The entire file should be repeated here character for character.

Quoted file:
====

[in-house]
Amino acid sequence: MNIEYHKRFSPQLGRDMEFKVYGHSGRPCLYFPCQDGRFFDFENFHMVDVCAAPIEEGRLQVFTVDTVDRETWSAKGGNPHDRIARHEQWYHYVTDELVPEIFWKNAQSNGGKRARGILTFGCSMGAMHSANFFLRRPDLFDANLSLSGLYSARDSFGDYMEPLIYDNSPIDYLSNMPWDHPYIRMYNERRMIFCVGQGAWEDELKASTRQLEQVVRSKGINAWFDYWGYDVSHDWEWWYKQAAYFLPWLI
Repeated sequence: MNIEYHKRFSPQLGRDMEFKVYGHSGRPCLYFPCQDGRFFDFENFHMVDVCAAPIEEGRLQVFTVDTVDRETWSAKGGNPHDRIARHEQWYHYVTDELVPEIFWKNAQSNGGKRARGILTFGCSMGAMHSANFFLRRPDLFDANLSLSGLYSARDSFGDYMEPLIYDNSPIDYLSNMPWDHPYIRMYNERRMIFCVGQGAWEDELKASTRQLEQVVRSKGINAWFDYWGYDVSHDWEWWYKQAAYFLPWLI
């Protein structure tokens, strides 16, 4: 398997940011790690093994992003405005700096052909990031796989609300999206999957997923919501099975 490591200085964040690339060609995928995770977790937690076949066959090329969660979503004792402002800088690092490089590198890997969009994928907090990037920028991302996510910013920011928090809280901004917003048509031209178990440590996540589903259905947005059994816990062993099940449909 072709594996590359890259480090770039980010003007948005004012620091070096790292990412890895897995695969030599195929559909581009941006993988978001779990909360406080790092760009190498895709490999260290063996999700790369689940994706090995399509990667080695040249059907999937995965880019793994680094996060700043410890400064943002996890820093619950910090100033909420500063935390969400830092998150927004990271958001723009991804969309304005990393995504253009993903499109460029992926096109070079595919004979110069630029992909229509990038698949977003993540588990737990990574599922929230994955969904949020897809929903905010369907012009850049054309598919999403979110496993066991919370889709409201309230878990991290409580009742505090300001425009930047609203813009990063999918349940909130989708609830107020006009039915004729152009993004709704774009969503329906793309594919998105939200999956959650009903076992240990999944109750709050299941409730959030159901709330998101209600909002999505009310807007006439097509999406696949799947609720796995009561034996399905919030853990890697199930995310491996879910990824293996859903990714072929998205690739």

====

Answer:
[in-house]
Amino acid sequence: MNIEYHKRFSPQLGRDMEFKVYGHSGRPCLYFPCQDGRFFDFENFHMVDVCAAPIEEGRLQVFTVDTVDRETWSAKGGNPHDRIARHEQWYHYVTDELVPEIFWKNAQSNGGKRARGILTFGCSMGAMHSANFFLRRPDLFDANLSLSGLYSARDSFGDYMEPLIYDNSPIDYLSNMPWDHPYIRMYNERRMIFCVGQGAWEDELKASTRQLEQVVRSKGINAWFDYWGYDVSHDWEWWYKQAAYFLPWLI
Repeated sequence: MNIEYHKRFSPQLGRDMEFKVYGHSGRPCLYFPCQDGRFFDFENFHMVDVCAAPIEEGRLQVFTVDTVDRETWSAKGGNPHDRIARHEQWYHYVTDELVPEIFWKNAQSNGGKRARGILTFGCSMGAMHSANFFLRRPDLFDANLSLSGLYSARDSFGDYMEPLIYDNSPIDYLSNMPWDHPYIRMYNERRMIFCVGQGAWEDELKASTRQLEQVVRSKGINAWFDYWGYDVSHDWEWWYKQAAYFLPWLI
């Protein structure tokens, strides 16, 4: 398997940011790690093994992003405005700096052909990031796989609300999206999957997923919501099975 490591200085964040690339060609995928995770977790937690076949066959090329969660979503004792402002800088690092490089590198890997969009994928907090990037920028991302996510910013920011928090809280901004917003048509031209178990440590996540589903259905947005059994816990062993099940449909 072709594996590359890259480090770039980010003007948005004012620091070096790292990412890895897995695969030599195929559909581009941006993988978001779990909360406080790092760009190498895709490999260290063996999700790369689940994706090995399509990667080695040249059907999937995965880019793994680094996060700043410890400064943002996890820093619950910090100033909420500063935390969400830092998150927004990271958001723009991804969309304005990393995504253009993903499109460029992926096109070079595919004979110069630029992909229509990038698949977003993540588990737990990574599922929230994955969904949020897809929903905010369907012009850049054309598919999403979110496993066991919370889709409201309230878990991290409580009742505090300001425009930047609203813009990063999918349940909130989708609830107020006009039915004729152009993004709704774009969503329906793309594919998105939200999956959650009903076992240990999944109750709050299941409730959030159901709330998101209600909002999505009310807007006439097509999406696949799947609720796995009561034996399905919030853990890697199930995310491996879910990824293996859903990714072929998205690739």